The good fight

Stephanie Pizanis (pictured), aged 23, is curled up on the sofa of her family’s home in Kingsford, counting down the days until she finishes chemotherapy at the Royal Hospital for Women.

The co-ordinator for the online fashion store, The Iconic, is being treated for Dysgerminoma, a rare form of ovarian cancer.

“Chemotherapy has been the worst thing that’s ever happened, but also the very best,” she says. “It makes me feel awful, but the long term results are going to be so good, and I feel like I’m in the best possible place in the world to be going through the treatment.”

It was only in last October that Stephanie’s world was turned upside down. After visiting her doctor several times suffering from constipation and bloating, Stephanie’s GP booked her in for an ultrasound. After the technician was unable to find her right ovary, she was immediately whisked in have full body scan.

Stephanie and her mother Katina were told the shocking news shortly afterwards. She had a tumorous mass the size of an AFL football in her abdomen.

The tumour was removed within days with an excellent prognosis but there was further sobering news. A full body scan after surgery revealed that the cancer had spread to Stephanie’s lymph nodes. She needed chemotherapy. And fast.

“This is when I was introduced to the extraordinary Professor Michael Friedlander at The Royal,” she recalls. “I soon felt I was in the very best of hands. He checks in with me every week. I’m aware he’s got a book full of other patients, but he always treats me as though I’m the most important person in the world,” she says.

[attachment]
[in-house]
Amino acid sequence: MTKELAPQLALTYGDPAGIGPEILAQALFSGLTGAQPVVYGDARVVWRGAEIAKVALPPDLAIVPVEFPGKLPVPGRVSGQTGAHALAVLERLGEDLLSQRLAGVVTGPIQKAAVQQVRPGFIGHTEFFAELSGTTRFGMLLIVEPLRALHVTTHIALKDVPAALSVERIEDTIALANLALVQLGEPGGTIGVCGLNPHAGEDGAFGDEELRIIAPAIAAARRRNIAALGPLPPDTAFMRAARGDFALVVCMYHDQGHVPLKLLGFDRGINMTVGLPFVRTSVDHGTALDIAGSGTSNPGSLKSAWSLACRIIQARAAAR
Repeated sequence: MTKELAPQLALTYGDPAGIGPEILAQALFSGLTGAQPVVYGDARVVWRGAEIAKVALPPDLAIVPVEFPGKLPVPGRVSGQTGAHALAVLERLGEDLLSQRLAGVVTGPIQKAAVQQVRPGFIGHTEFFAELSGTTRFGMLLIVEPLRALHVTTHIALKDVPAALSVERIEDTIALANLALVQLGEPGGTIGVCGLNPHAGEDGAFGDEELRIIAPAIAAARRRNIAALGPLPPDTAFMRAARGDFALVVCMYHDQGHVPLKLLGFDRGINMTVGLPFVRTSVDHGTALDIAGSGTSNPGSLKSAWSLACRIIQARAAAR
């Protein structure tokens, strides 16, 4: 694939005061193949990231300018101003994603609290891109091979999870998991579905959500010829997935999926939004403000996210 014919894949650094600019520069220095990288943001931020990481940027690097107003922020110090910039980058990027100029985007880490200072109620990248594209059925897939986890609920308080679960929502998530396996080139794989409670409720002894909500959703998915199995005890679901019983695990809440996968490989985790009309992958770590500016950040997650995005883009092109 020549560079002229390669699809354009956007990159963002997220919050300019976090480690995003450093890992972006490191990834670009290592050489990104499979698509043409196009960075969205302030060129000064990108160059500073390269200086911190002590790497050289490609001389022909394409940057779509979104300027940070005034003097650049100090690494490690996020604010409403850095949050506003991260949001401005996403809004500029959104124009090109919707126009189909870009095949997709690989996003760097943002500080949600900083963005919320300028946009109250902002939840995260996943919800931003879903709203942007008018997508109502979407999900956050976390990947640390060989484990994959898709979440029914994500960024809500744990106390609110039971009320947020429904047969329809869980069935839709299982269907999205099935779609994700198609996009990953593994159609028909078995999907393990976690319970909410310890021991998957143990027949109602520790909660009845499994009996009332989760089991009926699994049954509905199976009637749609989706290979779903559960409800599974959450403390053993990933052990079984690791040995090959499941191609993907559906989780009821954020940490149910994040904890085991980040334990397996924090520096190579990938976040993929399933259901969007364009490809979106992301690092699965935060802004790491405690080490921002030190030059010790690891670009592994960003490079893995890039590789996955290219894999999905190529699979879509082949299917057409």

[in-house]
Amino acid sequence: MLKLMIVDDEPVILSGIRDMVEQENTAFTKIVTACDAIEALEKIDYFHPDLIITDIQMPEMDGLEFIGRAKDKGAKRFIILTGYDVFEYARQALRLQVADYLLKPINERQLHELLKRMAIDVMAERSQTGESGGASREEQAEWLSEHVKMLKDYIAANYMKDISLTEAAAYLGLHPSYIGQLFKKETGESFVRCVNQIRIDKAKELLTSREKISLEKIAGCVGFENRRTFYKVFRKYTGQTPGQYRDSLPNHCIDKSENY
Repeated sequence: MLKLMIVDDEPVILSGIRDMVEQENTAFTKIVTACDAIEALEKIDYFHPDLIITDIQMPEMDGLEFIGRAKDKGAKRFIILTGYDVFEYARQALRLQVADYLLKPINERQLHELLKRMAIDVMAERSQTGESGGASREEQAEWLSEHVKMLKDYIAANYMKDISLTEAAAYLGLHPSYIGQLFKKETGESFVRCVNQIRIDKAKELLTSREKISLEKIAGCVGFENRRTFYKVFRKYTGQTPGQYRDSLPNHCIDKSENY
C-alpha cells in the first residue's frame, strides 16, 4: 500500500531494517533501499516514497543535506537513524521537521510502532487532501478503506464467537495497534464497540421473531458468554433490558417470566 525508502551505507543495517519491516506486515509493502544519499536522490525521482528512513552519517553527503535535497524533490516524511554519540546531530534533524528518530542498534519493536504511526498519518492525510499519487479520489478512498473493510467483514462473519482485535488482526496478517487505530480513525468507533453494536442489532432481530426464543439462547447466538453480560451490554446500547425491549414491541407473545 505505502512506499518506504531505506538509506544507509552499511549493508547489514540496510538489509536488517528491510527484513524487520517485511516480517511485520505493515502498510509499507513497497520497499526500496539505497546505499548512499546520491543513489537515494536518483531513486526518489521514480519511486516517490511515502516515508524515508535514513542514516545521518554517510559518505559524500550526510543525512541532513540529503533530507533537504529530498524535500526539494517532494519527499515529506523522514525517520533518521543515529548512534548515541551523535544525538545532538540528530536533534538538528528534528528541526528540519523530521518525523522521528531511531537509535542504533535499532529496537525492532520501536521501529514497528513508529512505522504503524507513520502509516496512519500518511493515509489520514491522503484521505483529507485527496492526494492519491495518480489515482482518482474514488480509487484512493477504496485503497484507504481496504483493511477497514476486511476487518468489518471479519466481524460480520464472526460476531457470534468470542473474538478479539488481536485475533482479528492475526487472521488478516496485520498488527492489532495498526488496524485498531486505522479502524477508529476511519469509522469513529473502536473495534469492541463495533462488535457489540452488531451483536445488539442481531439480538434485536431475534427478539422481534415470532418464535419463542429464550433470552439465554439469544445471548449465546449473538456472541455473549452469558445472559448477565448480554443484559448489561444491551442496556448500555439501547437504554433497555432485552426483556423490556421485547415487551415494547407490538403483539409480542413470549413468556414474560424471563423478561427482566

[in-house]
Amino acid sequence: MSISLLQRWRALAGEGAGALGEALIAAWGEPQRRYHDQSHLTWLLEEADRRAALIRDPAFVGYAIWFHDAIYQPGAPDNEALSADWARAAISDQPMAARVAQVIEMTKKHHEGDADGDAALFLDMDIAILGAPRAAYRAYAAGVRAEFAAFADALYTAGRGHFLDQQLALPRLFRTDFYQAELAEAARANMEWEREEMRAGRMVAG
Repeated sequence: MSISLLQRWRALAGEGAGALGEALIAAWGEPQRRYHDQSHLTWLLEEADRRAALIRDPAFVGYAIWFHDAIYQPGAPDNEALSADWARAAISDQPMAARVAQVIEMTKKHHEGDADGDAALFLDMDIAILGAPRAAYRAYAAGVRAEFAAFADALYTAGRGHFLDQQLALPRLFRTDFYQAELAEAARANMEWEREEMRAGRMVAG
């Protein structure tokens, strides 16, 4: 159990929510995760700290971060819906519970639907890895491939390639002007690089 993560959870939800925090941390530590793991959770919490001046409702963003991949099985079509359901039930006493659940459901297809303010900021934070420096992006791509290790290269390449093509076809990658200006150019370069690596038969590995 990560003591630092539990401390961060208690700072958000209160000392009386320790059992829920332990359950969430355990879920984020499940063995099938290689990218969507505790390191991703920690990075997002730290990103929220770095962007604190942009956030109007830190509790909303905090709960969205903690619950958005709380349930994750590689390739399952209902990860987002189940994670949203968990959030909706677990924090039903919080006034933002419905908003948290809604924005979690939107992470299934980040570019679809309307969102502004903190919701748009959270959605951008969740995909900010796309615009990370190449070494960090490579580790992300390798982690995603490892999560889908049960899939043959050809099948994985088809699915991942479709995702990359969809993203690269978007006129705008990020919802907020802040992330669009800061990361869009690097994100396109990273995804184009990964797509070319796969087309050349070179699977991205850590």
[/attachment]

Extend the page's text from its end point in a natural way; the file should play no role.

“All the nurses in the chemotherapy ward were so friendly and welcoming too,” she said.

Within days, her cells were being treated with a heavy duty form of chemotherapy administered by The Royal’s “Queen of Chemo”, clinical nurse consultant Jennie Duggan.

“Jennie is amazing,” says Stephanie. “At one stage I was admitted to hospital with a fever – separate to chemotherapy – and Jennie came and found me just to check up on me. You don’t forget things like that. ”

Stephanie considers herself one of the lucky ones. “My treatment is going to come to an end, but some of the other ladies are here for a long time, or for ongoing treatment," she says.

Once Stephanie’s treatment is finished next month her Mum plans to savour the moment with a party at home. Stephanie and her boyfriend, Jeremy, are also planning a trip to Hawaii to celebrate.

“I’ve got so much to look forward to,” she says.

Stephanie and a nurse in the chemotherapy room at the Royal Hospital for Women